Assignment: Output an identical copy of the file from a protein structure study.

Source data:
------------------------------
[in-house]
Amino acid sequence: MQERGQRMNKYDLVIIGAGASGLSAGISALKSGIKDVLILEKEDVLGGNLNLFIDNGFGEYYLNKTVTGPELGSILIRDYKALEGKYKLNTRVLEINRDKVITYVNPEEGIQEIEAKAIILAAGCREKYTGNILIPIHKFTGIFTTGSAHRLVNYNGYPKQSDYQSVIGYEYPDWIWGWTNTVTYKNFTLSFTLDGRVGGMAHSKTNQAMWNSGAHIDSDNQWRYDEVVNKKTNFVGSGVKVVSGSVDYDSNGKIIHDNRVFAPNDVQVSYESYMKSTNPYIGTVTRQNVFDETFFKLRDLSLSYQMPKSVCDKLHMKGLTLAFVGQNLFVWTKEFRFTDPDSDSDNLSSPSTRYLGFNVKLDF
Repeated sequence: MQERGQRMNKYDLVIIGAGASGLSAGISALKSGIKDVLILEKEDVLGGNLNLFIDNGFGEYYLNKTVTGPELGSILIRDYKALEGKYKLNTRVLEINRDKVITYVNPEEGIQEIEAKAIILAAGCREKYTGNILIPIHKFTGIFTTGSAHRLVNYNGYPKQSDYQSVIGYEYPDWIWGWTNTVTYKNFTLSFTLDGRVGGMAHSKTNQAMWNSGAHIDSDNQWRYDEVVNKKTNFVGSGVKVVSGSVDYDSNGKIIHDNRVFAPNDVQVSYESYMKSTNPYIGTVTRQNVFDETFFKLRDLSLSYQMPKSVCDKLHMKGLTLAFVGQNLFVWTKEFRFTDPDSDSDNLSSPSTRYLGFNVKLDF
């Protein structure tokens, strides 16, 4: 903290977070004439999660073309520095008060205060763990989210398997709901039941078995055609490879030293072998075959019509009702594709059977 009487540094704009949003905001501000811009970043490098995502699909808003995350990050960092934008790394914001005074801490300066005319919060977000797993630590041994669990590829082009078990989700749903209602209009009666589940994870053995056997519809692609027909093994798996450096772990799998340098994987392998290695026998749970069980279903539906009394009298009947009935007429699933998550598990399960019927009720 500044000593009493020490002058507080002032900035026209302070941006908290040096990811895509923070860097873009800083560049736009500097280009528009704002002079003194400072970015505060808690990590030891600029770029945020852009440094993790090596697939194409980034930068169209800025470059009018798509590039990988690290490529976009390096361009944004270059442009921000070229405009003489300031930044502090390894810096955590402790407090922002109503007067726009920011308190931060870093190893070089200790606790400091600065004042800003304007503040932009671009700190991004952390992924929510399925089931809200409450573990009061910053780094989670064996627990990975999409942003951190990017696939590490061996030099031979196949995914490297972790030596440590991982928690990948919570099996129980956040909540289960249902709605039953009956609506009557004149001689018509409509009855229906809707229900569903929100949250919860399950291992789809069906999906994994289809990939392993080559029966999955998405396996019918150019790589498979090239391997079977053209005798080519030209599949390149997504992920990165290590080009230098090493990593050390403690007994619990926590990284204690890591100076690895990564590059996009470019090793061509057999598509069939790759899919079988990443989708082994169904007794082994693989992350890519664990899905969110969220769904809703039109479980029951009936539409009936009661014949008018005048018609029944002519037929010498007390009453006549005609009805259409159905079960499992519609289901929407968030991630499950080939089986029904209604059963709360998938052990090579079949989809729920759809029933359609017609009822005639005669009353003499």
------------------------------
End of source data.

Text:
[in-house]
Amino acid sequence: MQERGQRMNKYDLVIIGAGASGLSAGISALKSGIKDVLILEKEDVLGGNLNLFIDNGFGEYYLNKTVTGPELGSILIRDYKALEGKYKLNTRVLEINRDKVITYVNPEEGIQEIEAKAIILAAGCREKYTGNILIPIHKFTGIFTTGSAHRLVNYNGYPKQSDYQSVIGYEYPDWIWGWTNTVTYKNFTLSFTLDGRVGGMAHSKTNQAMWNSGAHIDSDNQWRYDEVVNKKTNFVGSGVKVVSGSVDYDSNGKIIHDNRVFAPNDVQVSYESYMKSTNPYIGTVTRQNVFDETFFKLRDLSLSYQMPKSVCDKLHMKGLTLAFVGQNLFVWTKEFRFTDPDSDSDNLSSPSTRYLGFNVKLDF
Repeated sequence: MQERGQRMNKYDLVIIGAGASGLSAGISALKSGIKDVLILEKEDVLGGNLNLFIDNGFGEYYLNKTVTGPELGSILIRDYKALEGKYKLNTRVLEINRDKVITYVNPEEGIQEIEAKAIILAAGCREKYTGNILIPIHKFTGIFTTGSAHRLVNYNGYPKQSDYQSVIGYEYPDWIWGWTNTVTYKNFTLSFTLDGRVGGMAHSKTNQAMWNSGAHIDSDNQWRYDEVVNKKTNFVGSGVKVVSGSVDYDSNGKIIHDNRVFAPNDVQVSYESYMKSTNPYIGTVTRQNVFDETFFKLRDLSLSYQMPKSVCDKLHMKGLTLAFVGQNLFVWTKEFRFTDPDSDSDNLSSPSTRYLGFNVKLDF
């Protein structure tokens, strides 16, 4: 903290977070004439999660073309520095008060205060763990989210398997709901039941078995055609490879030293072998075959019509009702594709059977 009487540094704009949003905001501000811009970043490098995502699909808003995350990050960092934008790394914001005074801490300066005319919060977000797993630590041994669990590829082009078990989700749903209602209009009666589940994870053995056997519809692609027909093994798996450096772990799998340098994987392998290695026998749970069980279903539906009394009298009947009935007429699933998550598990399960019927009720 500044000593009493020490002058507080002032900035026209302070941006908290040096990811895509923070860097873009800083560049736009500097280009528009704002002079003194400072970015505060808690990590030891600029770029945020852009440094993790090596697939194409980034930068169209800025470059009018798509590039990988690290490529976009390096361009944004270059442009921000070229405009003489300031930044502090390894810096955590402790407090922002109503007067726009920011308190931060870093190893070089200790606790400091600065004042800003304007503040932009671009700190991004952390992924929510399925089931809200409450573990009061910053780094989670064996627990990975999409942003951190990017696939590490061996030099031979196949995914490297972790030596440590991982928690990948919570099996129980956040909540289960249902709605039953009956609506009557004149001689018509409509009855229906809707229900569903929100949250919860399950291992789809069906999906994994289809990939392993080559029966999955998405396996019918150019790589498979090239391997079977053209005798080519030209599949390149997504992920990165290590080009230098090493990593050390403690007994619990926590990284204690890591100076690895990564590059996009470019090793061509057999598509069939790759899919079988990443989708082994169904007794082994693989992350890519664990899905969110969220769904809703039109479980029951009936539409009936009661014949008018005048018609029944002519037929010498007390009453006549005609009805259409159905079960499992519609289901929407968030991630499950080939089986029904209604059963709360998938052990090579079949989809729920759809029933359609017609009822005639005669009353003499």